The Flag Game – a different kind of golf wager

The Flag Game is a fun golf game that’s perfect for a large group with disparate talent levels, so long as everyone keeps an honest handicap index. It’s the golf version of last man standing, kind of an inversion of the more traditional quota golf games.

The Flag Game is an interesting twist on standard stroke play for guys of disparate skill levels.

It’s a game that I first encountered in one of our local Men’s Association events, and has since become an easy favorite for my golf trip guys. It is a simple game to keep the score for, and relatively stress free until about the 14th or 15th hole. My golf trip group uses it to determine how we will divide up into teams for the rest of the trip, based on how people finish in the Flag Game within their flight.

The Flag Game works like this: each player receives a flag with their number written on it. The number is the sum of par for the course and that player’s course handicap. Each player’s number is how many strokes they get to use to get as far down the course as they can, and their flag is planted wherever their final allotted stroke comes to rest.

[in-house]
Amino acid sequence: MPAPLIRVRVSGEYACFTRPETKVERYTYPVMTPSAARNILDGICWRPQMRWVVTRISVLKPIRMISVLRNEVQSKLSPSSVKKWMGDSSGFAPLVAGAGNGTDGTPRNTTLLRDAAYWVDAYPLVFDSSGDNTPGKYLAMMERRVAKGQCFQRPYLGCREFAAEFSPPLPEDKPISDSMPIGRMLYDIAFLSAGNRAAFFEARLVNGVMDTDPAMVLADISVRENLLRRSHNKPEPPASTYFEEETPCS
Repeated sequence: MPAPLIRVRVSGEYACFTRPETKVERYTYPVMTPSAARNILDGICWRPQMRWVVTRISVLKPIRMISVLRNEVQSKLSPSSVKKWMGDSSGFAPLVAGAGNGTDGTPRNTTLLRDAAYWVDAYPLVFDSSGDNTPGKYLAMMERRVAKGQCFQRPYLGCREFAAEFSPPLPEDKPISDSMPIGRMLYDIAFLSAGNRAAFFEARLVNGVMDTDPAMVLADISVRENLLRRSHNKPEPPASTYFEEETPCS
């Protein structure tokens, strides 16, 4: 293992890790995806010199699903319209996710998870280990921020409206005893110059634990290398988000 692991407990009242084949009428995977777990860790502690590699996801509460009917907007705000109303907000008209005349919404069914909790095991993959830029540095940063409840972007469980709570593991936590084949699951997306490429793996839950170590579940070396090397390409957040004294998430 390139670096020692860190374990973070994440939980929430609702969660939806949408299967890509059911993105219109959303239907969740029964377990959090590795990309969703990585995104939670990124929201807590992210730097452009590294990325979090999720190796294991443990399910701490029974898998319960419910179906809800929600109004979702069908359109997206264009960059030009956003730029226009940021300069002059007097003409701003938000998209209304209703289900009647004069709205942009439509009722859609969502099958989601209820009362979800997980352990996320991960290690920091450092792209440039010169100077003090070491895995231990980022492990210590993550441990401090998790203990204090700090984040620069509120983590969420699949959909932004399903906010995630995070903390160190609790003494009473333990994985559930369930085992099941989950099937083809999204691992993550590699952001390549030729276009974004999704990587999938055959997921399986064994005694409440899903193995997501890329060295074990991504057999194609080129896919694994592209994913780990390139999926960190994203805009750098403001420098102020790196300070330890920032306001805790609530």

One of my favorite golf flags, from Lynch Country Club.

Whoever plants their flag the furthest from the starting point wins. It’s an fun game to gamble on because the wager can be as simple as everyone kicking a few dollars into a prize pool with predetermined payouts for the top finishers, or, for the more daring degenerates, players can bet on or against one another in the ultimate order of finish or relative to their allotted numbers.

I have played in flag events where no one reached the 18th green on a particularly difficult day, where multiple players’ days ended in the 17th hole cup, and I’ve even seen league events where the matter wasn’t settled until the 20th hole of competition.

In theory, if a player plays to their exact course handicap, they would run out of strokes as they holed their putt on the 18th green, though, as you may well be aware, most people rarely play to their exact handicap on any given day.

In my experience, it’s a great game for a group with disparate golf skills and indexes, assuming the indexes are legitimate, meaning the sandbaggers and vanity indexes have been eliminated from contention. Within our nine-person group, with handicap indexes spanning from 4 to 38, we’ve had single digits, low double-digits, and a 34 handicap finish in the top three each year.

At Pinehurst No. 1, I came within one shot of planting my flag in the 18th hole cup.

It’s always fun for the trail groups once they reach about the middle of the back nine, as the anticipation builds for when they will discover their first planted flag. In that way, there’s an Easter egg hunt quality to the game, especially for larger groups.

It’s not terribly sophisticated, but the Flag Game is a simple challenge to add a little fun to any group, especially if the group is on the clock to get to the pub or tee times for the day’s second round.

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